Alex Lahey would be my pick for the next big Australian global superstar. The world is ready for another strong young woman to follow in the footsteps of Avril Lavigne, Kelly Clarkson and Gaga, and with this kick in the arse, upbeat pop/rock sound, Lahey owns it. On this side of the Pacific with her own American tour to follow SXSW, plus even earlier this month, when Lahey supported Tegan and Sara on their UK winter tour, the interest in this young Aussie singer/songwriter is clear. There’s nowhere to go but up, up, up for her.

[youtube]https://www.youtube.com/watch?v=Z32tgLHEEBc[/youtube]

All Our Exes Live in Texas – Sydney / folk
The band with the name most appropriate for coming to Austin to perform, All Our Exes Live in Texas (pictured at top) take their cues from the greats of country and folk. The incredible melding of the talents of four individually brilliant musicians is the true success of this folk group, who take full advantage of the beautiful four-part harmonies they can achieve and their charismatic live shows, which have already left Sydneysiders breathless. They might still be some ways off from the Grand Ole Opry when they showcase at SXSW 2017, but something tells me they’ll get an invite soon.

[youtube]https://www.youtube.com/watch?v=ElcYePVbv2w[/youtube]

Cameron Avery – rock / Perth
Are we allowed to call a 28-year old a Renaissance man? Sod it, we are when it comes to Cameron “Cam” Avery. From the capital of Western Australia, Perth, the singer/songwriter is probably best known outside of Oz for being a member of indie favourites Pond and Tame Impala, the latter of which he plays bass for. But this time in Austin, Avery will be playing for and promoting himself and his debut album ‘Ripe Dreams, Pipe Dreams’, which will be out on the 10th of March on Anti- Records and Spinning Top. As a solo artist, Cameron Avery’s music is as far as you can get from the psychedelia of Tame Impala: his is straightforward songwriting with a rich voice evocative of his Anti- labelmate Cass McCombs.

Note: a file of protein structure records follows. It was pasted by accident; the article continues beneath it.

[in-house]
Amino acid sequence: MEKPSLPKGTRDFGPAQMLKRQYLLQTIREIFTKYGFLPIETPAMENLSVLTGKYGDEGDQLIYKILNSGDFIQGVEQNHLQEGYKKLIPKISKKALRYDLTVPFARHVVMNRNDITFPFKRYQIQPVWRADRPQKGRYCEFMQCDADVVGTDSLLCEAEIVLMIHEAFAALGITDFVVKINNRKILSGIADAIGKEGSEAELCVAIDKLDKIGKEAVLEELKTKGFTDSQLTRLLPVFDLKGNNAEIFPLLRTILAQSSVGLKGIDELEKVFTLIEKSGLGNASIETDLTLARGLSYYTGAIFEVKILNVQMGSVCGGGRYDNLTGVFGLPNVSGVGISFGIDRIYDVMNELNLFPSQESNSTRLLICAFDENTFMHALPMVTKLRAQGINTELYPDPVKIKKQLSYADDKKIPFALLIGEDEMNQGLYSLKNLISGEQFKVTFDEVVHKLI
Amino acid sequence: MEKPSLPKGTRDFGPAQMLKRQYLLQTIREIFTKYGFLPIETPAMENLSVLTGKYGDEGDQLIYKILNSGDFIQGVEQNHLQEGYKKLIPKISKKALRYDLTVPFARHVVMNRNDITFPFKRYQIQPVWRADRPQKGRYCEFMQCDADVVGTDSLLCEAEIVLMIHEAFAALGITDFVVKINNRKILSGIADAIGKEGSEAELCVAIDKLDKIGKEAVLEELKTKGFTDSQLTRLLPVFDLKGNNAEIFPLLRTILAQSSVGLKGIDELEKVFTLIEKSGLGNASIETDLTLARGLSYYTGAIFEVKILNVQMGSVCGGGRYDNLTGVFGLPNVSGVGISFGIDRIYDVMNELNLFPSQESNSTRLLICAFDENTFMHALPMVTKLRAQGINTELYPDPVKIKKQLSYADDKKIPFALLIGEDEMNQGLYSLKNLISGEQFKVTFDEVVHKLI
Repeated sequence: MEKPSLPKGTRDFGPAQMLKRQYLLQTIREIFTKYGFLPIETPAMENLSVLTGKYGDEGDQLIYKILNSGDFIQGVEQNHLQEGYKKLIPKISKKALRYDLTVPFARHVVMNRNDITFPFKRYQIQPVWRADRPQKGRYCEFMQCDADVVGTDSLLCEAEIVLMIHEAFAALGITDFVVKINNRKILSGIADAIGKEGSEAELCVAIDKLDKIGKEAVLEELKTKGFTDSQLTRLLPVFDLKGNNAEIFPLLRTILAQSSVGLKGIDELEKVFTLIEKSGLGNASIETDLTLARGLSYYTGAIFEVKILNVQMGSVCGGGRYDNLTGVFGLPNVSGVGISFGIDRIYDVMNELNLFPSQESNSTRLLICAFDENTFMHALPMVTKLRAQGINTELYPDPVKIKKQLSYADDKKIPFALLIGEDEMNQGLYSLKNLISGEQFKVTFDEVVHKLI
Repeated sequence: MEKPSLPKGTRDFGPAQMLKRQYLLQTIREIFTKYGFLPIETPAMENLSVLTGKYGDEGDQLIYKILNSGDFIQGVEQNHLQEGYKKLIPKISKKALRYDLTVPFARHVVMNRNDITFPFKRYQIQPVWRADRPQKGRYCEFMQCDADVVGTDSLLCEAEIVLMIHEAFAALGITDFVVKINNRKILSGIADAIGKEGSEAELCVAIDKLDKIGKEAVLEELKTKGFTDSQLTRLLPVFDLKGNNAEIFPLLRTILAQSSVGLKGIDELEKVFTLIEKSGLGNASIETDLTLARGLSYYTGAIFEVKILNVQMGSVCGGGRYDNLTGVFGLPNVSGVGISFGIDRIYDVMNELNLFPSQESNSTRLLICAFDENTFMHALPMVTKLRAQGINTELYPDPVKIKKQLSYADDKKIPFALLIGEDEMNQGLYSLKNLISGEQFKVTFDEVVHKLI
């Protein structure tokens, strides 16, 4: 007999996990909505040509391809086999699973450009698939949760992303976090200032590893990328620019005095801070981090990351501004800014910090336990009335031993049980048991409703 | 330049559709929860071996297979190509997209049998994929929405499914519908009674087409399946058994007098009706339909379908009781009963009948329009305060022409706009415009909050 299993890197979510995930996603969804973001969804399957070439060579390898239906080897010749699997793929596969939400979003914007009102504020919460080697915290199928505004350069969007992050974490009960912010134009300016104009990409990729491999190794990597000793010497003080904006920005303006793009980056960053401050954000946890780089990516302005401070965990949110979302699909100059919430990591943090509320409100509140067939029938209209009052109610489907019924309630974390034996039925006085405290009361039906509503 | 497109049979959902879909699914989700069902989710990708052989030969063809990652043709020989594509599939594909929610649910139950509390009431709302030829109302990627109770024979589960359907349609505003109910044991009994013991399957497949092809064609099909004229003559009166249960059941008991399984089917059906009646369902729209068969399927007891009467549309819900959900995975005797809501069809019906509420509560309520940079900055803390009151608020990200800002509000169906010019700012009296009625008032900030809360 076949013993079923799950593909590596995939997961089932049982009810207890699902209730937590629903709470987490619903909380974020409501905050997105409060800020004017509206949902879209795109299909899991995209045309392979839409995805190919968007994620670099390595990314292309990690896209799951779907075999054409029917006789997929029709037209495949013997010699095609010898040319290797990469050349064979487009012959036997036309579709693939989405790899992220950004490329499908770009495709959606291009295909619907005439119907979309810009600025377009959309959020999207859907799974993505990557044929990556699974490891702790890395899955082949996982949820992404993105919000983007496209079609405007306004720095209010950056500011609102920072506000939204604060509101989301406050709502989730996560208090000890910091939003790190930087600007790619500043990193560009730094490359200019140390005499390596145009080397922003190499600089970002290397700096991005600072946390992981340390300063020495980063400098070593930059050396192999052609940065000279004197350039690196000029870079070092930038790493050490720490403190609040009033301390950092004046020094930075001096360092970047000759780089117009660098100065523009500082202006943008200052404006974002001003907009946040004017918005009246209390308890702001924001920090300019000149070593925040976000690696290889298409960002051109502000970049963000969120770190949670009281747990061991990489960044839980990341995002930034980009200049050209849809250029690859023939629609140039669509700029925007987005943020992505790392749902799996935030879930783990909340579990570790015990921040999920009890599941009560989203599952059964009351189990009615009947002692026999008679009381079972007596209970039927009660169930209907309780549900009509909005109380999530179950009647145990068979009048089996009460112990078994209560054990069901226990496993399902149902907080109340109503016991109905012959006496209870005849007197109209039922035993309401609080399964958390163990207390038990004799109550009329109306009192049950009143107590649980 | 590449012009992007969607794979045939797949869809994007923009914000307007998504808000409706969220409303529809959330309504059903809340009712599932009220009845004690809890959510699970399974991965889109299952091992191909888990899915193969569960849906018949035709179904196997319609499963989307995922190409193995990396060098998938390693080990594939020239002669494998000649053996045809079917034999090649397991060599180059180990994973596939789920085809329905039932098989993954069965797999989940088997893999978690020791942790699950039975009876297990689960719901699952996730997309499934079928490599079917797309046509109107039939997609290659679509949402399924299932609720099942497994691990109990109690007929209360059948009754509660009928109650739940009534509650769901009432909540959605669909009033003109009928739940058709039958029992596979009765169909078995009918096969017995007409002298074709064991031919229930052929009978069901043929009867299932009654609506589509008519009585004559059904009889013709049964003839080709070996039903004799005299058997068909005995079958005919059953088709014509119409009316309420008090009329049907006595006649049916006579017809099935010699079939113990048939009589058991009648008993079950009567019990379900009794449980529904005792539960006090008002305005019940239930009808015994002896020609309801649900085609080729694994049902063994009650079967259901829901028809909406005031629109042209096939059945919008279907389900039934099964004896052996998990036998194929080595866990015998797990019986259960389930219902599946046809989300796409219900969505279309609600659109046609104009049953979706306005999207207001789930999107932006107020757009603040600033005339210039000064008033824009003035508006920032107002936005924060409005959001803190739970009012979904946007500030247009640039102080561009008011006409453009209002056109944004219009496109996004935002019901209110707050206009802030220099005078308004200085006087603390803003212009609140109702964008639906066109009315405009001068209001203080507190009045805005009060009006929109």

[youtube]https://www.youtube.com/watch?v=IdN7bhUIOQw[/youtube]

Castlecomer – pop/rock / Sydney
Remember when Two Door Cinema Club’s music felt like a guilty pleasure, in the ‘Tourist History’ era well before their meltdowns? That’s what Castlecomer’s new single ‘If I Could Be Like You’: high energy, infectious guitar pop with a driving rhythm that can get tail feathers shaking at a music festival. While it’s a formula overused in the last few years because of the success of bands just like Two Door, Castlecomer’s success in the form of 2 million streams on Spotify for their 2016 EP ‘All of the Noise’ bodes well for their future. Hey Glassnote Records, are you looking for an Australian Two Door?

[youtube]https://www.youtube.com/watch?v=phwT4b9seAQ[/youtube]

Food Court – garage punk / Sydney